British Airways suspends Gatwick flights, will furlough more staff

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British Airways suspends ALL flights from Gatwick airport and will furlough 'many more' staff as new Covid lockdown bites

BA said it will be 'moving many more colleagues' onto Job Retention Scheme Second shutdown of BA flights at Gatwick after one that followed first lockdownThe airline said it will massively scale back all flights until December BA's owner IAG suffered  a £5.1 billion loss in the first nine months of 2020 

By Ross Ibbetson For Mailonline

Published: 17:53 GMT, 5 November 2020 | Updated: 19:44 GMT, 5 November 2020

British Airways will suspend all flights from Gatwick airport and furlough 'many more' staff as the new Covid lockdown bites.

In a letter to staff seen by Sky News, the airline warned that it will mean 'moving many more colleagues, from both operational and support function areas onto the government's extended Job Retention Scheme.'

BA, whose owner suffered a £5.1 billion loss in the first nine months of 2020, called it a 'blow to our hopes for the winter season.'

It is the second time the airline has grounded all flights at Gatwick, the previous suspension coming shortly after the first national lockdown in March.

Gatwick airport this time last year, left; and today amid the pandemic, right

'We have made the difficult decision to further reduce our operation for the rest of November.' BA management said in its letter.

'This means far fewer flights than we hoped for in November and means grounding more of our aircraft, including pausing all flights from Gatwick until December.'

Under new restrictions introduced in England on Thursday, overseas travel is permitted only for specific purposes such as work and study for the next four weeks.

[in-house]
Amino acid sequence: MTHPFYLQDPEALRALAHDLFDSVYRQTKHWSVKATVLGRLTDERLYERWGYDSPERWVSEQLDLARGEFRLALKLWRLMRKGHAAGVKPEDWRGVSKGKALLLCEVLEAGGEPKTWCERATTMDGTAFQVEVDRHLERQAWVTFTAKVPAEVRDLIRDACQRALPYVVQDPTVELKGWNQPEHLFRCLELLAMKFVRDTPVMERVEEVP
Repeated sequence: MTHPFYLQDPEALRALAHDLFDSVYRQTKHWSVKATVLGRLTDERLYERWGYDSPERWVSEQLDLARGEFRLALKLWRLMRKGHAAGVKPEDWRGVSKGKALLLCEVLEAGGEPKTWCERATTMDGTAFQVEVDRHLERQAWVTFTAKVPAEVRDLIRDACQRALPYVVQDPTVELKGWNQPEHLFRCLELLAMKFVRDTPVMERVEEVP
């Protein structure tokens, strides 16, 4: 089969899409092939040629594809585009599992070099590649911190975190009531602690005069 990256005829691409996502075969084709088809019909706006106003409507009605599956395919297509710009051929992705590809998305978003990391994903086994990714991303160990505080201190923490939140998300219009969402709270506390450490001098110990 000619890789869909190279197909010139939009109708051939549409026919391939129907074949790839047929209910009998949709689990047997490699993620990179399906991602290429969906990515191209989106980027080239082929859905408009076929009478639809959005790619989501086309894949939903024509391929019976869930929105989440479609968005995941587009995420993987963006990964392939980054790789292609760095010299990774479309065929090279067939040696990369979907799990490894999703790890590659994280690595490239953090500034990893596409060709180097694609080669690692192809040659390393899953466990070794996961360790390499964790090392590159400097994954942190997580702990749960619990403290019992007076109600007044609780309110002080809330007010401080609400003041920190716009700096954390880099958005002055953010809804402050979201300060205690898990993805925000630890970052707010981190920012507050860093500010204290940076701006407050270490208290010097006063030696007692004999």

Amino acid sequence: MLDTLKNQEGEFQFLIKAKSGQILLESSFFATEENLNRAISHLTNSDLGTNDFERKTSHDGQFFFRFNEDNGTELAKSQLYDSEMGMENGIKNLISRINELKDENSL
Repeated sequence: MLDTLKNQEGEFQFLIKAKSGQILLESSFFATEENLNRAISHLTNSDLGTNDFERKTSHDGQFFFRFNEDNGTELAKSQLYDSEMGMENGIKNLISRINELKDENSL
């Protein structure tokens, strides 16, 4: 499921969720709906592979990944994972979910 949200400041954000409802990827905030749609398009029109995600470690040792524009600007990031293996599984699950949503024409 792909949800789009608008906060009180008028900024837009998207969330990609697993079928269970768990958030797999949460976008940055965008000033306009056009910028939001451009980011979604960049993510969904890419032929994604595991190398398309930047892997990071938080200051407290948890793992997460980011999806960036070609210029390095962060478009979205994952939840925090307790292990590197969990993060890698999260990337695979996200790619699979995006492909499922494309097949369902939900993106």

Photographs of Gatwick today revealed a desolate terminal under the new lockdown rules. 

BA will continue to benefit from Rishi Sunak's furlough scheme after the chancellor today announced a generous new extension to the end of March.

The taxpayer forks out 80 percent of employees wages up to a ceiling of £2,500 under the plan, with employers only saddled with national insurance and pension costs. 

In its letter, BA told staff it will focus on 'crucial air links: bringing home the thousands of customers currently abroad, transporting vital goods and ensuring people who are permitted to travel into and out of the UK for work, education and other reasons stipulated by the UK government can continue to do so.'   

Last Friday, BA's parent company IAG announced a £5.1 billion loss in the first nine months of this year.

IAG CEO Luis Gallego blamed the pandemic for the reverse in fortune but added it was 'exacerbated' by 'constantly changing' government restrictions.

Instead, he argued countries needed to 'evolve' from quarantines and called for a new pre or post-flight testing system that would release people on arrival.   

BA jets grounded due to the coronavirus outbreak parked at Gatwick Airport in Sussex in May during the first lockdown

'We cannot wait until the vaccine to have people flying,' Mr Gallego said. 'We need to evolve from quarantines. They are not the solution.'  

Last month, new BA CEO Sean Doyle called on the Government to scrap the self-isolation requirement for international arrivals.

He said the current quarantine system is having a devastating effect on tourism and business travel and called to replace it with a 'test before flying' system.

Speaking at the Airlines 2050 conference on October 19, he said: 'We do not believe quarantine is the solution.

'We believe the best way to reassure people is to introduce a reliable and affordable test before flying.'   

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